Saturday, August 28, 2010

Eat: An experiment in breakfast cookies

August is a rough month.  I feel the new school year creeping up on me and I go through a few stages of madness.  The first stage involves aggressive merry-making, and somewhere between the stages that include compulsive shopping, short-temperedness and hyperventilating comes the baking.

The baking is a way to assuage my guilt a bit for the craziness that is about to descend upon the household as we all return to school and daycare.  Since mornings during the school year are a special kind of crazy around here, I thought I'd come up with a morning baked good that I could whip up on the weekend and give the kids for breakfast throughout the week.  They're fans of these Quaker Oats Breakfast Cookies that taste like they're made of sawdust and silly putty, so I figured I could invent a better version by healthying up my favorite unhealthy chocolate chip cookie.  Here's what I came up with:

3/4 cup unbleached all-purpose flour
3/4 cup whole wheat flour
2 tablespoons of wheat germ
1 teaspoon baking soda
1 teaspoon salt
1/2 cup (1 stick) unsalted butter, softened
1 cup fat-free vanilla flavored Greek yogurt
3/4 cup packed light-brown sugar
2 eggs
2 1/2 cups old-fashioned oats
7 ounces 70% cacao chocolate, coarsely chopped
1 cup finely grated zucchini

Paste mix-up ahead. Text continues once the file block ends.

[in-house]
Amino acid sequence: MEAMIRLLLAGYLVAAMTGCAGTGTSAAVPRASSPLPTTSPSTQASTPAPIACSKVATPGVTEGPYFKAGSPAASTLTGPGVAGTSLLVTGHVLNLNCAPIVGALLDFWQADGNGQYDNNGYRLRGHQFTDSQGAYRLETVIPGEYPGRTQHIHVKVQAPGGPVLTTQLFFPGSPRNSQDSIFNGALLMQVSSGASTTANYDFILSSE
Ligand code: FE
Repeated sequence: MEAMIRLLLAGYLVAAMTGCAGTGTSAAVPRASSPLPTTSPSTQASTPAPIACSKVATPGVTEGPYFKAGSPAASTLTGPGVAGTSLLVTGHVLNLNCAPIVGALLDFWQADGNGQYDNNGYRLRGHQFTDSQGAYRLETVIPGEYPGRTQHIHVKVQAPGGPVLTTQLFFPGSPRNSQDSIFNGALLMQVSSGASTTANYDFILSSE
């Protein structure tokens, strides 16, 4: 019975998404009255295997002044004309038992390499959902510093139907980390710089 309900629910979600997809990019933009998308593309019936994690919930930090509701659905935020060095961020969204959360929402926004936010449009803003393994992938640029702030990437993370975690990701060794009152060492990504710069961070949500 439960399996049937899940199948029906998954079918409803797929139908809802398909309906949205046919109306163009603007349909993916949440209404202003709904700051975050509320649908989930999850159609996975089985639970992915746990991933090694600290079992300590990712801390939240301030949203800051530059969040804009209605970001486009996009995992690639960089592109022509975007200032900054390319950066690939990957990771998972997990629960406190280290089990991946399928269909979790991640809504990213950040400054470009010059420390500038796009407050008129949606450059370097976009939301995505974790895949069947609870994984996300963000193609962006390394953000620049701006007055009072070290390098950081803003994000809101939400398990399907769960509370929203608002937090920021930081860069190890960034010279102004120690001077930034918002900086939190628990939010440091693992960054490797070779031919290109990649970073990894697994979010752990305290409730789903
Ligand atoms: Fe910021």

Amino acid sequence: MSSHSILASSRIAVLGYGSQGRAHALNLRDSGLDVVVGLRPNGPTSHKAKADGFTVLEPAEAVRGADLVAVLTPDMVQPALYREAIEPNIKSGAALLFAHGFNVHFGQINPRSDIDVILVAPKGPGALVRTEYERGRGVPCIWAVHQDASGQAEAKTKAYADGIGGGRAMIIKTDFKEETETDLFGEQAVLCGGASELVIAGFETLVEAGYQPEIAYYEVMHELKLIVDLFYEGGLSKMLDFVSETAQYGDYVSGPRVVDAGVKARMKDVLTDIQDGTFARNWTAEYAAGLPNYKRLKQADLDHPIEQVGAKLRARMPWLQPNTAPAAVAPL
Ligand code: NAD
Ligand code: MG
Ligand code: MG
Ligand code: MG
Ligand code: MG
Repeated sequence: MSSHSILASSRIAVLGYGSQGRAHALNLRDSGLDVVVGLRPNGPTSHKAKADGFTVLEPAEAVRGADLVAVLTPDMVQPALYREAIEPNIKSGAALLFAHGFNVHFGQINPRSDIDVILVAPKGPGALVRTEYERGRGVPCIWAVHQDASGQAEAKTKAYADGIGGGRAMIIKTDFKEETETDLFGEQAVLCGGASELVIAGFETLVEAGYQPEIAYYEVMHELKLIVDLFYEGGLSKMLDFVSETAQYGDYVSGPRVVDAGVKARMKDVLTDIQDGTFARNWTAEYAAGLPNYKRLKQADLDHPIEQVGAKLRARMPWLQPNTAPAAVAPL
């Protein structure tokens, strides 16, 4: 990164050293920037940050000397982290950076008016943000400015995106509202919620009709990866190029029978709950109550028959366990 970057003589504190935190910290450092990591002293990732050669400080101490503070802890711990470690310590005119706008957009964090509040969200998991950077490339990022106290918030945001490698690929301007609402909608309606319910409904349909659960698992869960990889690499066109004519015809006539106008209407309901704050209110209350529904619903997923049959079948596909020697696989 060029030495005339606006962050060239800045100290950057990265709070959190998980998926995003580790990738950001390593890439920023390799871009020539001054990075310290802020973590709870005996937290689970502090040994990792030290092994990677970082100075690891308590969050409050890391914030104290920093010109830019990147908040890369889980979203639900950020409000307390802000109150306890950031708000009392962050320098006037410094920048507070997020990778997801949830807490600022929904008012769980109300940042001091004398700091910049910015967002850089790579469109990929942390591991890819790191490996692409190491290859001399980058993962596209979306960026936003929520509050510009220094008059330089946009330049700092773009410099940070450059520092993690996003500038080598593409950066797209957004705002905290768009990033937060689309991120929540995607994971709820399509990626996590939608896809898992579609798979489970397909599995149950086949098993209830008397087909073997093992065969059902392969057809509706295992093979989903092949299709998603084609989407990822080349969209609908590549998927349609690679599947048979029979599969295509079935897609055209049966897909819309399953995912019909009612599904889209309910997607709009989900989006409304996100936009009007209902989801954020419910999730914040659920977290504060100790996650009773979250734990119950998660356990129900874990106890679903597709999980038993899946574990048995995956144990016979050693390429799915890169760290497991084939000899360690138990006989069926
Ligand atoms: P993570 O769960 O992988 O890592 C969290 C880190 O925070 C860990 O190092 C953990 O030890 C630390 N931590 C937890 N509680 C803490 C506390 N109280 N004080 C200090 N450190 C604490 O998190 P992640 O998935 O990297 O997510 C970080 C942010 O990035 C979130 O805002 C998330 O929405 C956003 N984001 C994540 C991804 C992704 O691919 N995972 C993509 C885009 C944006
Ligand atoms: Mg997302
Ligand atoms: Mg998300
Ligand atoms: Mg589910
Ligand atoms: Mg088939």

* I'm thinking a cup or so of chopped nuts would be a good addition, but they are strictly forbidden at both girls' schools and Little E eats her breakfast there.

1.  Preheat the oven to 350 and combine the flours, wheat germ, baking soda and salt in a medium bowl and whisk to combine them.

2.  Use a mixer to cream together the butter and sugar.  (A stand mixer works really well for this recipe.)  Add the yogurt, then the eggs and vanilla. 

3.  Gradually add the flour mixture and mix until just combined.  Then, add the oats, zucchini and chocolate chunks.

4.  Use an ice cream scoop to put 1/4 cupfuls of dough about two inches apart on a cookie sheet.  If you line the sheet with foil, you'll save yourself some clean-up time.

5.  Bake for about 20 minutes, gently flattening each cookie with a spatula halfway through the cooking time.

6.  Allow the finished cookie to cool for five minutes on the cookie sheet before removing them to a rack to cool completely.

The verdict:  Well, I hope that they're as healthy as they taste...but they're actually not bad --sort of a cookie-muffin hybrid.  Most importantly, both girls liked them and no one questioned the zucchini.  So, guilt assuaged for now and I even managed to get in some vegetables; though I must remember to wipe their mouths before they leave the house, lest I be left to scrape chocolate off Big E's face at the school door with only a finger nail and some saliva...
Thankfully, Little E's post-breakfast face will be her teacher's problem.


  1. Love the pics, and recipe. Can I make it without the zuchinni?!

  2. If it's a flavor issue, you really don't taste the zuchinni. When I'm making dessert cookies I use coconut. If you go that route I'd use another stick of butter in place of the yogurt. Definitely less healthy, but also more delicious.